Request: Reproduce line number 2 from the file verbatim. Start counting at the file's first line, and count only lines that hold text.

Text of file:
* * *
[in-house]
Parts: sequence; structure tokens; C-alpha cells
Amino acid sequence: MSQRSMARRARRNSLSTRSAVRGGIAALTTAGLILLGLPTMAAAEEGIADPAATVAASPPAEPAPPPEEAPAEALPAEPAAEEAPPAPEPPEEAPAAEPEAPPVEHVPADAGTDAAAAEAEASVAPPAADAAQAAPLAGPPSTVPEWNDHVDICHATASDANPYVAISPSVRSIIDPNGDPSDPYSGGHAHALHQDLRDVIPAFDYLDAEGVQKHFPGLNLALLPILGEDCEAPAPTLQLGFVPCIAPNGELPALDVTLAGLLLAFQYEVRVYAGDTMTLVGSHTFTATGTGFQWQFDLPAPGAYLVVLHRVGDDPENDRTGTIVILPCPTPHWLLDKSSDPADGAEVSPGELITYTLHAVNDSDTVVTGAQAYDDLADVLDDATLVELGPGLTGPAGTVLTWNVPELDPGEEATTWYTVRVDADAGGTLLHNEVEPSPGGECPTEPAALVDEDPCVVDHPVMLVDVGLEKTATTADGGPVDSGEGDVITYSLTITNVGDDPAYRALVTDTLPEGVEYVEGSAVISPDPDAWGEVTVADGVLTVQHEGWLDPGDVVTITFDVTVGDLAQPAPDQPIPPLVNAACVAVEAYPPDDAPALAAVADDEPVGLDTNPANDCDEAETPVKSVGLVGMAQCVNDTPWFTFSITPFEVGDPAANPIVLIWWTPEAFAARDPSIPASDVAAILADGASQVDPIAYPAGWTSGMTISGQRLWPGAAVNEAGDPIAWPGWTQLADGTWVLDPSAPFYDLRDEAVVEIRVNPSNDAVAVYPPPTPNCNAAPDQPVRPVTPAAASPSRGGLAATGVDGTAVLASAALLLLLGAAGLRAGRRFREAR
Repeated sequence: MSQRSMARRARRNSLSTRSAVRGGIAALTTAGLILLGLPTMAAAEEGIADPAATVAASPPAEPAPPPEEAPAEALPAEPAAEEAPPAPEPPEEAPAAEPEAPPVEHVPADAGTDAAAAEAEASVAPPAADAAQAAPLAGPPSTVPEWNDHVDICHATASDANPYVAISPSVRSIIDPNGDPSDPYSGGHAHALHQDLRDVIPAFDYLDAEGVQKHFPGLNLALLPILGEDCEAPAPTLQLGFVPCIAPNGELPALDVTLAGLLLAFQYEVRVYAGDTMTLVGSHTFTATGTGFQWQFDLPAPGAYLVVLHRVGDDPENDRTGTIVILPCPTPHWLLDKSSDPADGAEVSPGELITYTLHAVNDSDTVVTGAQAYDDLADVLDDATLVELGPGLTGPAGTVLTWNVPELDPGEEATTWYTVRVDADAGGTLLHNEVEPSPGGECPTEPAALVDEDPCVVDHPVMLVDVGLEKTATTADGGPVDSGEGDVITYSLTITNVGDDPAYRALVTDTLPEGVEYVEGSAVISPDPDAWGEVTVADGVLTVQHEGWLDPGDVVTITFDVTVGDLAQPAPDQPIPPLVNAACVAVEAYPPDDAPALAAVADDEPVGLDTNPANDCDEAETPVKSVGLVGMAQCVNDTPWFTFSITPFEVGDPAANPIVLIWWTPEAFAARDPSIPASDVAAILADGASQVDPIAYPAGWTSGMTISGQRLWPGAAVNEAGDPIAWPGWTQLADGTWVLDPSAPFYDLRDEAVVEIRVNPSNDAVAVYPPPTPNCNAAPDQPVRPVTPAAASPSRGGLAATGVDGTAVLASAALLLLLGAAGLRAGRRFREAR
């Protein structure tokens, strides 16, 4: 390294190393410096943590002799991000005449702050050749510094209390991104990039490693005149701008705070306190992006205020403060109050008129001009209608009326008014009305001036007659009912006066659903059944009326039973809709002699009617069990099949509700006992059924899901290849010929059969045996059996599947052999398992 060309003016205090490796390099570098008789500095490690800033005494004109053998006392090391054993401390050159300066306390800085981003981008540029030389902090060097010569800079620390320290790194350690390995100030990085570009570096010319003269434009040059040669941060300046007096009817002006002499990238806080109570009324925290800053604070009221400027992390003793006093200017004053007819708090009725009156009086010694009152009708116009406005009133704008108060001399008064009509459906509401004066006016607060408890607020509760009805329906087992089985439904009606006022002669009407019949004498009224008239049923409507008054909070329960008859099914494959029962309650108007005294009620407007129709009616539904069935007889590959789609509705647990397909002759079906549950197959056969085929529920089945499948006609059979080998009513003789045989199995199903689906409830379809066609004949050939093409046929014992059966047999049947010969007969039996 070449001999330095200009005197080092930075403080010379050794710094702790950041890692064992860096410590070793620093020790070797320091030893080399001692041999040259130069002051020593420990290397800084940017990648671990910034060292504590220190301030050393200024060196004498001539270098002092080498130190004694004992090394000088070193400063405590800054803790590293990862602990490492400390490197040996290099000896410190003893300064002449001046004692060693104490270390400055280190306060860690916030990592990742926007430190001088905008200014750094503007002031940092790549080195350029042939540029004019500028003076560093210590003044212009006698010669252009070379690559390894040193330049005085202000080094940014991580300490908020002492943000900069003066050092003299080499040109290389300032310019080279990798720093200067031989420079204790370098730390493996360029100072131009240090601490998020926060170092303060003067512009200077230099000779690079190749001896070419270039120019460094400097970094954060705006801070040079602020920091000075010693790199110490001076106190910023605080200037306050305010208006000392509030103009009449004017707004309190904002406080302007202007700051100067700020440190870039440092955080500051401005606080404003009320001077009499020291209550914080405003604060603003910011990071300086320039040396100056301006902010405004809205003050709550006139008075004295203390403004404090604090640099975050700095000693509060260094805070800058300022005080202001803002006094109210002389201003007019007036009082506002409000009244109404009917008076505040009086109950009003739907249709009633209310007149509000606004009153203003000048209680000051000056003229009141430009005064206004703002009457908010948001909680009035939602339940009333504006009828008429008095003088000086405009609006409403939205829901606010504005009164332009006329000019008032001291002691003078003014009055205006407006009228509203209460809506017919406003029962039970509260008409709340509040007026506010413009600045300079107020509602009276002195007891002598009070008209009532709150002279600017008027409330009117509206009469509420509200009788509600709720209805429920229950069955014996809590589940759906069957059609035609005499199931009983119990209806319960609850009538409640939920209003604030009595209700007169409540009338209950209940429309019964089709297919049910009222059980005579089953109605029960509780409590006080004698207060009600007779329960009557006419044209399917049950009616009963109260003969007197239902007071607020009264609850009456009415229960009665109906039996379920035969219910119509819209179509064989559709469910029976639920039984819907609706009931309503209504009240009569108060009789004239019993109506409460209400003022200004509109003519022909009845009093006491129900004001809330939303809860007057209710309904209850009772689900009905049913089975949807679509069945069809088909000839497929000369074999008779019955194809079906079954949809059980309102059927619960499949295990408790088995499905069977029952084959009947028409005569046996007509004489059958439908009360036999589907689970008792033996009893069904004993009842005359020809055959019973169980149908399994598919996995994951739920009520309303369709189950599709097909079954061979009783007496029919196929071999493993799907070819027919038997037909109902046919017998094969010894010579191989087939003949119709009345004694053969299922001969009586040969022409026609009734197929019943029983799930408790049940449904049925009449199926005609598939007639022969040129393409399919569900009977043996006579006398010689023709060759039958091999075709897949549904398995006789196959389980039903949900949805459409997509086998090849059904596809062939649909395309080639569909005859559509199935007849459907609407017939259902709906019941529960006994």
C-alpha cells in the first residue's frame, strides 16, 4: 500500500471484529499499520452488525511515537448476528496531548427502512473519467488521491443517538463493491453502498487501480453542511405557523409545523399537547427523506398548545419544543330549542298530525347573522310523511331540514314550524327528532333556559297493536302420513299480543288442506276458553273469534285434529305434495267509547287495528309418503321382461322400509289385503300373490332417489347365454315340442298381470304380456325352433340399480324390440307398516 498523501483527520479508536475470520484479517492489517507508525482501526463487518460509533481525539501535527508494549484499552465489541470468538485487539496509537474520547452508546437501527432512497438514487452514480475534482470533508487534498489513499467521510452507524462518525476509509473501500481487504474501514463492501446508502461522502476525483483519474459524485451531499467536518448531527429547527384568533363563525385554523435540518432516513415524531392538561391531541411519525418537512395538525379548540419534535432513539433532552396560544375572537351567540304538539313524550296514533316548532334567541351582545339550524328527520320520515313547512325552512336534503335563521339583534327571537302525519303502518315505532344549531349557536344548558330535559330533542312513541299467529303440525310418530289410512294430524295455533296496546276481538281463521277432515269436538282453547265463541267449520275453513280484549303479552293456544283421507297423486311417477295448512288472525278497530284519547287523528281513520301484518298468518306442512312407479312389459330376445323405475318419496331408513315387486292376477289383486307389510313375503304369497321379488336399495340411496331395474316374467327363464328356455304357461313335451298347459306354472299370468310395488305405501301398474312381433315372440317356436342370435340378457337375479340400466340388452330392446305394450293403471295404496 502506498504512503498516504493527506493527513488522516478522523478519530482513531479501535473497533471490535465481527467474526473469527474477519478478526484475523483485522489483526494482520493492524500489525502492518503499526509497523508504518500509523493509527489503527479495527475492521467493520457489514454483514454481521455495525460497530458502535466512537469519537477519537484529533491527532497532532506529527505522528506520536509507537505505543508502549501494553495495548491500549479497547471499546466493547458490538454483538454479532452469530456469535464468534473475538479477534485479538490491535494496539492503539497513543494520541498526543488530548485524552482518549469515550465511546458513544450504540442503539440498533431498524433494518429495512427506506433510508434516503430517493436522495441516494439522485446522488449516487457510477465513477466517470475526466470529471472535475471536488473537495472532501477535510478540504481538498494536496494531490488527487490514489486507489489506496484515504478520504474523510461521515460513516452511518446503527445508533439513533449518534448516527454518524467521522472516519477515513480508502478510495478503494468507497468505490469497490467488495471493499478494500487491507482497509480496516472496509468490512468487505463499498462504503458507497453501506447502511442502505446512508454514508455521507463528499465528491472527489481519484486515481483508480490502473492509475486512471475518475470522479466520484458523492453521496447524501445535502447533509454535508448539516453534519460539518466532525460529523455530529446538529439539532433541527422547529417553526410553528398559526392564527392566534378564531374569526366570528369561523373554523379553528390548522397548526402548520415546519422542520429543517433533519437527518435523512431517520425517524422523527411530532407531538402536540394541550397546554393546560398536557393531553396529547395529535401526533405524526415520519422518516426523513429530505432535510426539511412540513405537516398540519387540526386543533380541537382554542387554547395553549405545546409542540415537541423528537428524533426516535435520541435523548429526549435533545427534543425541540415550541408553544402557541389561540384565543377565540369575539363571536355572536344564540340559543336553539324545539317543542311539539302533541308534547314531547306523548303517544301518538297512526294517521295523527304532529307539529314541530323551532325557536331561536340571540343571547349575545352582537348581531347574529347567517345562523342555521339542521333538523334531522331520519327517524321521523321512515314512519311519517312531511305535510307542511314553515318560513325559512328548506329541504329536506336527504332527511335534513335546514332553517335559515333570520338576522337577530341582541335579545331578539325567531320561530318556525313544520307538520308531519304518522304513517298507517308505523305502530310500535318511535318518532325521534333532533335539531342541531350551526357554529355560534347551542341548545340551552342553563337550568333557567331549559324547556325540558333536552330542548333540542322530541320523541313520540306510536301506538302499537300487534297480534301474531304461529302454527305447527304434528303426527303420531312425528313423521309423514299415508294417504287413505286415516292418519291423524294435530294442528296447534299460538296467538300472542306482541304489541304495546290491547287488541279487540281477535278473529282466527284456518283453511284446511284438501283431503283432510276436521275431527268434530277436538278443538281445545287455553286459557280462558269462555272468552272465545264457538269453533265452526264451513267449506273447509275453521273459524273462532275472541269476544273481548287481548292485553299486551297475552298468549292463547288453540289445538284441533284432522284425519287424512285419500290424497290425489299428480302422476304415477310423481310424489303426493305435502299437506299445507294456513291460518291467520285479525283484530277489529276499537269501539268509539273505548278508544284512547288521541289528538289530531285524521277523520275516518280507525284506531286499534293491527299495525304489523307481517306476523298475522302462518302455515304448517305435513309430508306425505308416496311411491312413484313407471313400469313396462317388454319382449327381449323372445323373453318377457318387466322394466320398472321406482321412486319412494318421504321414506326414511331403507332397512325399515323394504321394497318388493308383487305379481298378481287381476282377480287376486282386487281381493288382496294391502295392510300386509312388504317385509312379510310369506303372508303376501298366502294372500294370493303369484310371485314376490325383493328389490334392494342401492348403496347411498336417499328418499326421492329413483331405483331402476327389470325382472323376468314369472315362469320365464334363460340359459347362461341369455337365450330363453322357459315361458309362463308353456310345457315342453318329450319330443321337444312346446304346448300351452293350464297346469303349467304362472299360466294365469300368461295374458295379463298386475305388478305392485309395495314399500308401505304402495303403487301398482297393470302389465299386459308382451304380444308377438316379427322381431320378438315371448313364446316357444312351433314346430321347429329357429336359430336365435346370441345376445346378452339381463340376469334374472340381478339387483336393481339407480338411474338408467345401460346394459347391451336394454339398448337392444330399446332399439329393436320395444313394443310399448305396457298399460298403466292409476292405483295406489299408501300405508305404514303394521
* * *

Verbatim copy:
Parts: sequence; structure tokens; C-alpha cells